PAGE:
Caterpillars are excellent and sure (pseudo)footed climbers. Caterpillars have special extensions of the abdomen for gripping plants called prolegs. At the tip of the proleg are rows of small hooks called crochets. The crochets will tightly grip a surface. A caterpillar clinging to your finger must be pried off, similar to separating velcro strips.The prolegs of the caterpillar are powered by well studied muscles, the planta retractor muscles. When a planta retractor muscle contracts, the proleg is lifted off the plant. In the retracted position the proleg hovers in the air off the plant and is easily moved. The caterpillar swings its leg forward through the air. After the movement is complete, the retractor muscle relaxes and the proleg returns to the plant, with crochets extended to grip the plant. The crochets grip the plant much the same way that a cat’s claws will grip your hand. However, the crochets are far smaller than the claws of a cat and do not penetrate deep into the plan (or penetrate your skin the way a larger cat’s claw might).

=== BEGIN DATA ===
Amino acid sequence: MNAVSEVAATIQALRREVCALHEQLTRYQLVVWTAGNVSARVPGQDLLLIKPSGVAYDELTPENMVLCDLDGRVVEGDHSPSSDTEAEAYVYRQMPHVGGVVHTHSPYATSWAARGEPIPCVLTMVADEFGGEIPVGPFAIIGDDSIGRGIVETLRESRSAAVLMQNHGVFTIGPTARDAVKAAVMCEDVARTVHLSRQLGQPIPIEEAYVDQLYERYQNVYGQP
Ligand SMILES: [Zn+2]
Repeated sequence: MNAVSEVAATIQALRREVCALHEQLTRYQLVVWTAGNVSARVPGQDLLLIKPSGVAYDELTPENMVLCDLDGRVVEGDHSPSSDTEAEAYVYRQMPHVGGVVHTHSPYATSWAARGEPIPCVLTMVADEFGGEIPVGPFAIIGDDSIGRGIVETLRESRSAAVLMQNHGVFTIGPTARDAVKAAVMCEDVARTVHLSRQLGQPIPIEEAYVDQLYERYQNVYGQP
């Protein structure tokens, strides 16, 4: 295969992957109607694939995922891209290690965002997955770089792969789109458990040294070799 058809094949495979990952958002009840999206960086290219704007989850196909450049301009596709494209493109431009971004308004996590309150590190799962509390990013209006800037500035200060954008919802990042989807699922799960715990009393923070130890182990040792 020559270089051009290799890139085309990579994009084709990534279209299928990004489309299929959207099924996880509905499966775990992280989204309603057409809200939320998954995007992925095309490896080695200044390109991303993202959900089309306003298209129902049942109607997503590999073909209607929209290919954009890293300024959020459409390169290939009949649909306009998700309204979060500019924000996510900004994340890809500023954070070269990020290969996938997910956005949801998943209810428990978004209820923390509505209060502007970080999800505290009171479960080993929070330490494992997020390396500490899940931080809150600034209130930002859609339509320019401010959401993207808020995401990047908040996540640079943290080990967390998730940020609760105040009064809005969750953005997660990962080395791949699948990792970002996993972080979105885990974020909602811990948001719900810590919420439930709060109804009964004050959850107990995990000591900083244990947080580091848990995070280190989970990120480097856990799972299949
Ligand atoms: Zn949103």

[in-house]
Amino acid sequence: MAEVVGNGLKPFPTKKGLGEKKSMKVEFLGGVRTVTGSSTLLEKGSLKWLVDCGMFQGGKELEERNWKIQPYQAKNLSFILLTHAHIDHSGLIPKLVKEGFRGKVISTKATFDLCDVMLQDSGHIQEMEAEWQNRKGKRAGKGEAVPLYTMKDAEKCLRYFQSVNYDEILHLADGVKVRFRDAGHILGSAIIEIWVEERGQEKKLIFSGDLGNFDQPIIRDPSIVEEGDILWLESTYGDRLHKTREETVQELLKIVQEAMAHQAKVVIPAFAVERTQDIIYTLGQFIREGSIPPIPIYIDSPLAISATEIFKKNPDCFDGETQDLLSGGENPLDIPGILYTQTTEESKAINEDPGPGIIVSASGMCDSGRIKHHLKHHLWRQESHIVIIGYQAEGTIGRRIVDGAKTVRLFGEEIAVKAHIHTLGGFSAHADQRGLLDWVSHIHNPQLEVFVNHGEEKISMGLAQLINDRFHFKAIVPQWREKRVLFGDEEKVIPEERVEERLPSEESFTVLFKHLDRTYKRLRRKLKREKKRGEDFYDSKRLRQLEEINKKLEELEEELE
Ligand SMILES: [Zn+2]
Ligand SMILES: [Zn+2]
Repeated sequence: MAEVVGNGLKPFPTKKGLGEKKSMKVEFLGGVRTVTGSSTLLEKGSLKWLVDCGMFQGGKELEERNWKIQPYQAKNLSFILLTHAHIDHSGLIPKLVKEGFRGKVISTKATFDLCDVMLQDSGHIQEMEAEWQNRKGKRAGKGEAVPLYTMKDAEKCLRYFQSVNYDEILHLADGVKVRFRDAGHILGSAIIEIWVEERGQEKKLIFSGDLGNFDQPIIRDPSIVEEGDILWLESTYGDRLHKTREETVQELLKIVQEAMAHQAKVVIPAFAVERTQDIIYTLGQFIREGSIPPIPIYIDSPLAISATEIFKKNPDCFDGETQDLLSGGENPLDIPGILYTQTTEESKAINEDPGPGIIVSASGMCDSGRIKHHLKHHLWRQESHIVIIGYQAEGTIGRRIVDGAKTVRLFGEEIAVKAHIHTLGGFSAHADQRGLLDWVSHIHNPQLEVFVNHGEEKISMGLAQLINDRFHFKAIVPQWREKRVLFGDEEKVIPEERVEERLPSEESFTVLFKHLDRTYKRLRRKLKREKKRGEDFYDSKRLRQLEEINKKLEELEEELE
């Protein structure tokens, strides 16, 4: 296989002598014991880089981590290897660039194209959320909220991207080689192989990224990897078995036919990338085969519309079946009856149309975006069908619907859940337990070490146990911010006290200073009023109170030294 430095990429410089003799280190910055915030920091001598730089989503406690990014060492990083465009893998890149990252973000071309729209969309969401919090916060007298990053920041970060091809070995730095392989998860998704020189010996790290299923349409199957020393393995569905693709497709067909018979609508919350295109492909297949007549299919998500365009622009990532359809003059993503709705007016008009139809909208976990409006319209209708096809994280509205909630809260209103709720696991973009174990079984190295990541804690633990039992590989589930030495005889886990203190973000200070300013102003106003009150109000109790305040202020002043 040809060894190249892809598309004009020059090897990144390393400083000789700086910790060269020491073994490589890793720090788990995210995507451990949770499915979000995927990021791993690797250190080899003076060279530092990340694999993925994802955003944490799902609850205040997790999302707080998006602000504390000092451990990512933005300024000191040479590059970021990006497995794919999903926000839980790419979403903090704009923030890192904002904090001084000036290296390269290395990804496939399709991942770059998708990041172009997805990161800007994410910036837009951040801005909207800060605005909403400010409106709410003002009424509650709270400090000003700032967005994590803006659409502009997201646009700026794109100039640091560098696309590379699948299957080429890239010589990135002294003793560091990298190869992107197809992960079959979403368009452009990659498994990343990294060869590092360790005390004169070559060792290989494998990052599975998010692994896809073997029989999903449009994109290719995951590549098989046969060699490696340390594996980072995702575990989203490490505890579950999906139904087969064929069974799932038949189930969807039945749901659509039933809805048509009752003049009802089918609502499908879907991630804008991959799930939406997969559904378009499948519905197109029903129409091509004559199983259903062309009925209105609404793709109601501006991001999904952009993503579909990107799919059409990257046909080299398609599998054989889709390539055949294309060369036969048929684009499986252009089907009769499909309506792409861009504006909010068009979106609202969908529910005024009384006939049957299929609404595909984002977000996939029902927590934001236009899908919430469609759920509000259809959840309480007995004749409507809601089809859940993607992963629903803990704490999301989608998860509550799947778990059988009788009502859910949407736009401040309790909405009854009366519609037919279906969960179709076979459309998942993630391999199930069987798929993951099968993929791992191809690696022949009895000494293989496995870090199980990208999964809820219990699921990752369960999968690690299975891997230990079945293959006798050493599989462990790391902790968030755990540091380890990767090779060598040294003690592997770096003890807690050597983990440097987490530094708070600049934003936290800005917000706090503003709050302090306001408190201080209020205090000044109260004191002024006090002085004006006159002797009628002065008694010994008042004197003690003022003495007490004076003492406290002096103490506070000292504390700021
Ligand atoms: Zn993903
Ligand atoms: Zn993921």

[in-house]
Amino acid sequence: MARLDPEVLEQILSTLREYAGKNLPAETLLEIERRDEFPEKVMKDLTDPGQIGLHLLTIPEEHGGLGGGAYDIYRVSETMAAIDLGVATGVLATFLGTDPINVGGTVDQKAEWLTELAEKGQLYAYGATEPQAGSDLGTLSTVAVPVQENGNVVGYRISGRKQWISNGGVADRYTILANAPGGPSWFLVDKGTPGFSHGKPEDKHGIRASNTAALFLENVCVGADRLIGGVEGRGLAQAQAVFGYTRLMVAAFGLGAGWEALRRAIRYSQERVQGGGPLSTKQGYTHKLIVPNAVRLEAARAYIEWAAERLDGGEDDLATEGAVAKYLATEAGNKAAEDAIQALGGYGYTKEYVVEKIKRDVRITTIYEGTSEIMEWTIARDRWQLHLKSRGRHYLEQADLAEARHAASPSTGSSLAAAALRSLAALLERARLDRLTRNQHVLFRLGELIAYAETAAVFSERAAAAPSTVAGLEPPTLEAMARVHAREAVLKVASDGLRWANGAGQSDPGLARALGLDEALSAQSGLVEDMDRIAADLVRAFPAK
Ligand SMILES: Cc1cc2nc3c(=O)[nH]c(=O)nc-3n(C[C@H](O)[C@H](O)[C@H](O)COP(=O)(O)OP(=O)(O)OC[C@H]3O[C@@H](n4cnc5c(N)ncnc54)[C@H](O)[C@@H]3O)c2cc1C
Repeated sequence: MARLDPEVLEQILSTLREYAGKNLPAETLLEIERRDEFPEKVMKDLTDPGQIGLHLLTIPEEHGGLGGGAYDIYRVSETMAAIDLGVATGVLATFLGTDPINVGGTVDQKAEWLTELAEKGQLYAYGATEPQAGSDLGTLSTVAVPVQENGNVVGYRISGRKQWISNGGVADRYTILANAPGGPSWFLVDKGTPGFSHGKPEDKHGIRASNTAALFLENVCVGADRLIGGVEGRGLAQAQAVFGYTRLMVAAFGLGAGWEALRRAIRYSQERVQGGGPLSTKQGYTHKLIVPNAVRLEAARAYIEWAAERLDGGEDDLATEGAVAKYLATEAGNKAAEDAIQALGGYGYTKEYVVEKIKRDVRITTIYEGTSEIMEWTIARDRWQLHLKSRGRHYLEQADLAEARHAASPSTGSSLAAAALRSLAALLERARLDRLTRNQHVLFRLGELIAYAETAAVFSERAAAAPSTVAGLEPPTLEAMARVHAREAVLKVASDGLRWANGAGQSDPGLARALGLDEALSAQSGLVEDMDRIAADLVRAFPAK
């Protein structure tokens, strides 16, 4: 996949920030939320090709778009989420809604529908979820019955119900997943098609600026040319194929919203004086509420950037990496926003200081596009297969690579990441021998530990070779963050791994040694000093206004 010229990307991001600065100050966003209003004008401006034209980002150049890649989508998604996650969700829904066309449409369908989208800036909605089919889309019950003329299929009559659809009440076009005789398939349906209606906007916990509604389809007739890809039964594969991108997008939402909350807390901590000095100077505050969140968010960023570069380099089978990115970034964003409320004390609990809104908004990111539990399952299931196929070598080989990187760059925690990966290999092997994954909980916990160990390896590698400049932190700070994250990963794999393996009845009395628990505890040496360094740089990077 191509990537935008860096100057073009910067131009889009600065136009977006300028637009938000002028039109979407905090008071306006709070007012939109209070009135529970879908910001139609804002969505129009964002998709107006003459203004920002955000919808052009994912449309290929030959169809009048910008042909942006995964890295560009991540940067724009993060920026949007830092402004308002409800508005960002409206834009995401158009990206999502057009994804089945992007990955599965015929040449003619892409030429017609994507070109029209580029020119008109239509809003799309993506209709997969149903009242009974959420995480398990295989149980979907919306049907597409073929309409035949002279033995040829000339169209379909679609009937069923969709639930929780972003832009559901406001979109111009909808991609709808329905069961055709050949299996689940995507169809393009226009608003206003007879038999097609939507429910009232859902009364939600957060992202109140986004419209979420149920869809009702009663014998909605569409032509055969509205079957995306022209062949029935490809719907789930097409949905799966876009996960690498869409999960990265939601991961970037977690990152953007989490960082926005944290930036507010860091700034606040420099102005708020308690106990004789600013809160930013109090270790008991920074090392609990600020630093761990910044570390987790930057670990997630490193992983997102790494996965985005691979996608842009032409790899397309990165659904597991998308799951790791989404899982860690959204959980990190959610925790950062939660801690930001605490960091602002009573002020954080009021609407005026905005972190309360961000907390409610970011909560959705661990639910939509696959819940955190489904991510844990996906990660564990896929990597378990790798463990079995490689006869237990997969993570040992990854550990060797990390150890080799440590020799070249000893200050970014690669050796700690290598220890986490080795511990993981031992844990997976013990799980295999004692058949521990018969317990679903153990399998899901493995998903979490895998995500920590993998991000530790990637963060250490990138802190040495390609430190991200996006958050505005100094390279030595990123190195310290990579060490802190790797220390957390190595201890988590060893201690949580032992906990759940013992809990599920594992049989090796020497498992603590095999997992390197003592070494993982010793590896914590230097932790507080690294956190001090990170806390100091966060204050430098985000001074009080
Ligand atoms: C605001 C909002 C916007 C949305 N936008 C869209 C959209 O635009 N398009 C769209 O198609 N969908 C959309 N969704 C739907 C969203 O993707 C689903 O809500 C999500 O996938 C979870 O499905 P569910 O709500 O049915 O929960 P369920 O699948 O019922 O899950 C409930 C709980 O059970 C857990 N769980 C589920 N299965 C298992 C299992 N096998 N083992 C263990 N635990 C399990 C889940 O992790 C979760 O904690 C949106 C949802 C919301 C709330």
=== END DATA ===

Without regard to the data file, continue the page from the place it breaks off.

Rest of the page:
The grip of the caterpillar crochet is the bio-inspiration for a “Compliant Gripper” for use by a robot. The Compliant Gripper is currently under development by the Seoul National University Biorobotics Laboratory. The gripper uses the same principles of the caterpillar crochet. The gripper features sharp metal pins that will grip the object. The pins are mounted on a structure with shape memory alloy coil actuators and sides that can buckle under pressure. The buckling enables the “crochets” of the gripper to engage the surface. The gripper is demonstrated in the video below and is capable of lifting a small brick.